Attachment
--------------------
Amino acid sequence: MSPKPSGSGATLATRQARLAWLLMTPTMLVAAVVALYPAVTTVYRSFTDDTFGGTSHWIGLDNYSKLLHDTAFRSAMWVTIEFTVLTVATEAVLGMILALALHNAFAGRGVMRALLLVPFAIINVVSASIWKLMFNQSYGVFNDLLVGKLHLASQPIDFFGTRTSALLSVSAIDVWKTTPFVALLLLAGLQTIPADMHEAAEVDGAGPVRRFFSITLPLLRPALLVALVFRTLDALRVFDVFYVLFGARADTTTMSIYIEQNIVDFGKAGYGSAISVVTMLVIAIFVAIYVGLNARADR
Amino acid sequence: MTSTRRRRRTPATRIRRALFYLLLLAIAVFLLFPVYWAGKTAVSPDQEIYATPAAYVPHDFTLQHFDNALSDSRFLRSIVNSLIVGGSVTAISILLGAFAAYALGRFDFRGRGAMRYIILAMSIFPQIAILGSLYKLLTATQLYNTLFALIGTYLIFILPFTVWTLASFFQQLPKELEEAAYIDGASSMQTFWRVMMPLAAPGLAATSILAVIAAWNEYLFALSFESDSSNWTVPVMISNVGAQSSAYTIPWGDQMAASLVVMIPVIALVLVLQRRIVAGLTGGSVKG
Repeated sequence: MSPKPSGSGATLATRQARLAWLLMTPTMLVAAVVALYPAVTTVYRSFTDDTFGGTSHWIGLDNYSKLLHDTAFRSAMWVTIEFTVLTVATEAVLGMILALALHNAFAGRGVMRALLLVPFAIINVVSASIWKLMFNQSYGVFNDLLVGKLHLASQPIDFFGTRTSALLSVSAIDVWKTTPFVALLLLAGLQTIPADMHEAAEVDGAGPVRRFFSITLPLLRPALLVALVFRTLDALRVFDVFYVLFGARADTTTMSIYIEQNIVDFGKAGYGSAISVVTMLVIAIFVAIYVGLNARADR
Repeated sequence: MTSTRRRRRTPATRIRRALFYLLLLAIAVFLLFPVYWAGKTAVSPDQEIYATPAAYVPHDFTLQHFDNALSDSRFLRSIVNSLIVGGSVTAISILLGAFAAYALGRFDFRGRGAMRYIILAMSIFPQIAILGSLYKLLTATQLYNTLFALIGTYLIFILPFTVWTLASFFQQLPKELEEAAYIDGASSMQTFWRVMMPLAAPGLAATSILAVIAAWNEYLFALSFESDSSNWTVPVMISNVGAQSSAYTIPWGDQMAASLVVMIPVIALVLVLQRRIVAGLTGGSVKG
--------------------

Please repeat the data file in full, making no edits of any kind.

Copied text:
Amino acid sequence: MSPKPSGSGATLATRQARLAWLLMTPTMLVAAVVALYPAVTTVYRSFTDDTFGGTSHWIGLDNYSKLLHDTAFRSAMWVTIEFTVLTVATEAVLGMILALALHNAFAGRGVMRALLLVPFAIINVVSASIWKLMFNQSYGVFNDLLVGKLHLASQPIDFFGTRTSALLSVSAIDVWKTTPFVALLLLAGLQTIPADMHEAAEVDGAGPVRRFFSITLPLLRPALLVALVFRTLDALRVFDVFYVLFGARADTTTMSIYIEQNIVDFGKAGYGSAISVVTMLVIAIFVAIYVGLNARADR
Amino acid sequence: MTSTRRRRRTPATRIRRALFYLLLLAIAVFLLFPVYWAGKTAVSPDQEIYATPAAYVPHDFTLQHFDNALSDSRFLRSIVNSLIVGGSVTAISILLGAFAAYALGRFDFRGRGAMRYIILAMSIFPQIAILGSLYKLLTATQLYNTLFALIGTYLIFILPFTVWTLASFFQQLPKELEEAAYIDGASSMQTFWRVMMPLAAPGLAATSILAVIAAWNEYLFALSFESDSSNWTVPVMISNVGAQSSAYTIPWGDQMAASLVVMIPVIALVLVLQRRIVAGLTGGSVKG
Repeated sequence: MSPKPSGSGATLATRQARLAWLLMTPTMLVAAVVALYPAVTTVYRSFTDDTFGGTSHWIGLDNYSKLLHDTAFRSAMWVTIEFTVLTVATEAVLGMILALALHNAFAGRGVMRALLLVPFAIINVVSASIWKLMFNQSYGVFNDLLVGKLHLASQPIDFFGTRTSALLSVSAIDVWKTTPFVALLLLAGLQTIPADMHEAAEVDGAGPVRRFFSITLPLLRPALLVALVFRTLDALRVFDVFYVLFGARADTTTMSIYIEQNIVDFGKAGYGSAISVVTMLVIAIFVAIYVGLNARADR
Repeated sequence: MTSTRRRRRTPATRIRRALFYLLLLAIAVFLLFPVYWAGKTAVSPDQEIYATPAAYVPHDFTLQHFDNALSDSRFLRSIVNSLIVGGSVTAISILLGAFAAYALGRFDFRGRGAMRYIILAMSIFPQIAILGSLYKLLTATQLYNTLFALIGTYLIFILPFTVWTLASFFQQLPKELEEAAYIDGASSMQTFWRVMMPLAAPGLAATSILAVIAAWNEYLFALSFESDSSNWTVPVMISNVGAQSSAYTIPWGDQMAASLVVMIPVIALVLVLQRRIVAGLTGGSVKG